Hammocks and Hard Drives: The Tech Guide for Digital Nomads
If you travel and work online, you're dependent on technology. Love it or hate it, it's part of your daily life — without it, you won't get paid — and yet it's something that's barely mentioned when people talk about this lifestyle.
Working from the road comes with a unique set of challenges. The systems, equipment and processes that are perfect in a traditional office environment rarely work well outside of it. Unreliable Internet and no dedicated workplace make productivity a challenge, and the need to fit everything in your luggage severely limits your equipment choices.
Security is a major problem, yet one that's largely ignored until it's too late. There's a big difference between sitting in a cubicle protected by access cards and security guards, and wandering around the streets of a foreign city trying to find a cafe to work in. In the euphoria of finding a wireless network that actually functions, it's rare to stop and think about the passwords and confidential information that you're sending across it — and who else might be looking at them.
The risk of equipment failure is much higher on the streets of South East Asia than in an air-conditioned Manhattan office, yet there's no tech support person backing up your data or ready to come around with a new laptop when yours breaks.
You can't just walk around to a colleague's desk when they're ten thousand miles and nine time zones away. Working together with a business partner or client is much harder when you're on the road, especially if you're trying to do everything by email.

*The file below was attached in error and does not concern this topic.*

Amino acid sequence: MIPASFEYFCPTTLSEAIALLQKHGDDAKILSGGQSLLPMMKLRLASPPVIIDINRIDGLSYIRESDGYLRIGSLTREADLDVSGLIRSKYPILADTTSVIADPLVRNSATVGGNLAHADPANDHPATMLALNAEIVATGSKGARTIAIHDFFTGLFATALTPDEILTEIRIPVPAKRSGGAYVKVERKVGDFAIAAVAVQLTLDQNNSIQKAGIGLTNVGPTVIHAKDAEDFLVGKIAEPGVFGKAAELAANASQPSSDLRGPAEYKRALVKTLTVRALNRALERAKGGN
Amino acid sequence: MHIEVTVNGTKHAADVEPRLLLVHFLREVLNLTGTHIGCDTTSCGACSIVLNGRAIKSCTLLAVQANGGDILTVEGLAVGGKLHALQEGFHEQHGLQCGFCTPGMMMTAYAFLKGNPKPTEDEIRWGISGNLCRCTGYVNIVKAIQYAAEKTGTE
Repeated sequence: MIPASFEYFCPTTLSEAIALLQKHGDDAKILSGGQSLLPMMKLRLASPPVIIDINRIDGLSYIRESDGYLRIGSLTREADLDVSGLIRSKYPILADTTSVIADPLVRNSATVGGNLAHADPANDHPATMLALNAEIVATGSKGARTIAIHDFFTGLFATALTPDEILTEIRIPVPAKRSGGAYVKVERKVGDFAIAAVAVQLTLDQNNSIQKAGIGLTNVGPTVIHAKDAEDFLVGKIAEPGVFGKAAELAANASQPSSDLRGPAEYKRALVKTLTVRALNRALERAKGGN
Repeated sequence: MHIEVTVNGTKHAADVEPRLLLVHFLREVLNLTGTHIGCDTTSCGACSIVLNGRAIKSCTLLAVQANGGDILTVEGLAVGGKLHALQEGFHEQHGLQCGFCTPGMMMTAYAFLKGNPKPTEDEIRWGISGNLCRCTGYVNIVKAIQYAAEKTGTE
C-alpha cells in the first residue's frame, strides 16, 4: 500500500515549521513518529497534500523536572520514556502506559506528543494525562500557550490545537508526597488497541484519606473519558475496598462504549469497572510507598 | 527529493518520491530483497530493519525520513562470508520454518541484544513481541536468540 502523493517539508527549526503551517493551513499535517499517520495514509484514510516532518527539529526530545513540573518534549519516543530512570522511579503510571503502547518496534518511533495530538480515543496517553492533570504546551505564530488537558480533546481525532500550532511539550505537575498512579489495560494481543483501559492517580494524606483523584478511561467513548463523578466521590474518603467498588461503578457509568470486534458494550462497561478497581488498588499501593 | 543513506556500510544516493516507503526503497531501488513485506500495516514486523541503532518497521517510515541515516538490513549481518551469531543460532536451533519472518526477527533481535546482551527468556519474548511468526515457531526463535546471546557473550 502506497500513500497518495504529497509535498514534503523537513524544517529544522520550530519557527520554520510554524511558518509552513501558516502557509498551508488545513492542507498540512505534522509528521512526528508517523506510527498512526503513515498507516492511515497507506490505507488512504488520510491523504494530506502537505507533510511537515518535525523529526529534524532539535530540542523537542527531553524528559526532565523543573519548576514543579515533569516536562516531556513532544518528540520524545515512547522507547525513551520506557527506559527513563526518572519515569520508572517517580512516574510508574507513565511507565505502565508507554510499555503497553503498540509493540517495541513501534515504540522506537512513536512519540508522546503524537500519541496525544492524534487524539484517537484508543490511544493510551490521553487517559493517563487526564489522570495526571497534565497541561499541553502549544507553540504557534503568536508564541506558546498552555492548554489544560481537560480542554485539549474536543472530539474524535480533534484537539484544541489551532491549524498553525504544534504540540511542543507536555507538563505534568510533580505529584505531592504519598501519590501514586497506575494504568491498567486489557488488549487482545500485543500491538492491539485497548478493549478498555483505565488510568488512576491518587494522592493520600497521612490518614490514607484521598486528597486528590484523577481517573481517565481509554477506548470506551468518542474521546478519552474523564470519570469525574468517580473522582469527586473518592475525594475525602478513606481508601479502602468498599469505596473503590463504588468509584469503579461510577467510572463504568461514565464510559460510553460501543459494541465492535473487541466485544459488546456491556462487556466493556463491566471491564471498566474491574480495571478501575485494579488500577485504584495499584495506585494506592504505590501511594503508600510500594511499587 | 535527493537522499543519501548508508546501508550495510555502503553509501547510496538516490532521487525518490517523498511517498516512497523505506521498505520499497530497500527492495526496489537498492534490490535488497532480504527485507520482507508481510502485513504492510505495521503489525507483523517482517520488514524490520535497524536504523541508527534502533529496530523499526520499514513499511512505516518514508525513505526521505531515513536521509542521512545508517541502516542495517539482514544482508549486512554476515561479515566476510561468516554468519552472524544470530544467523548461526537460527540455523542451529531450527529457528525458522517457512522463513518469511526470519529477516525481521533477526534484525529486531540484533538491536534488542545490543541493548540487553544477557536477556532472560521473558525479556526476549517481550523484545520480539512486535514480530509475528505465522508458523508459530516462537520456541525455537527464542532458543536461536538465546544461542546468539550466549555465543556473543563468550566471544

If you're like most digital nomads, you're not a tech guru nor do you want to be. Instead, you're an expert in your own field — an artist, photographer, writer, engineer or something else entirely. Every hour that's wasted trying to fix a computer problem is an hour you'd much rather spend doing anything else. You just need things to work, using the right tools for the job an
PortraitDave Dean was born and raised in small town New Zealand, providing him with the perfect beginnings for a life of travel. If there's one thing guaranteed to make a person want to get out and see the planet, growing up in a little town in a little country at the bottom of the world is it.
He spent over a decade trying to juggle a high-flying technology career with a travel addiction, working for large corporations around the world and trading his briefcase for a backpack every couple of years.
Finally, in late 2011, he hung up his suit and tie for the last time and boarded a plane to Thailand. Since then he has visited five continents, started two businesses and written about travel and technology for dozens of publications, working from anywhere with an Internet connection and a great view.
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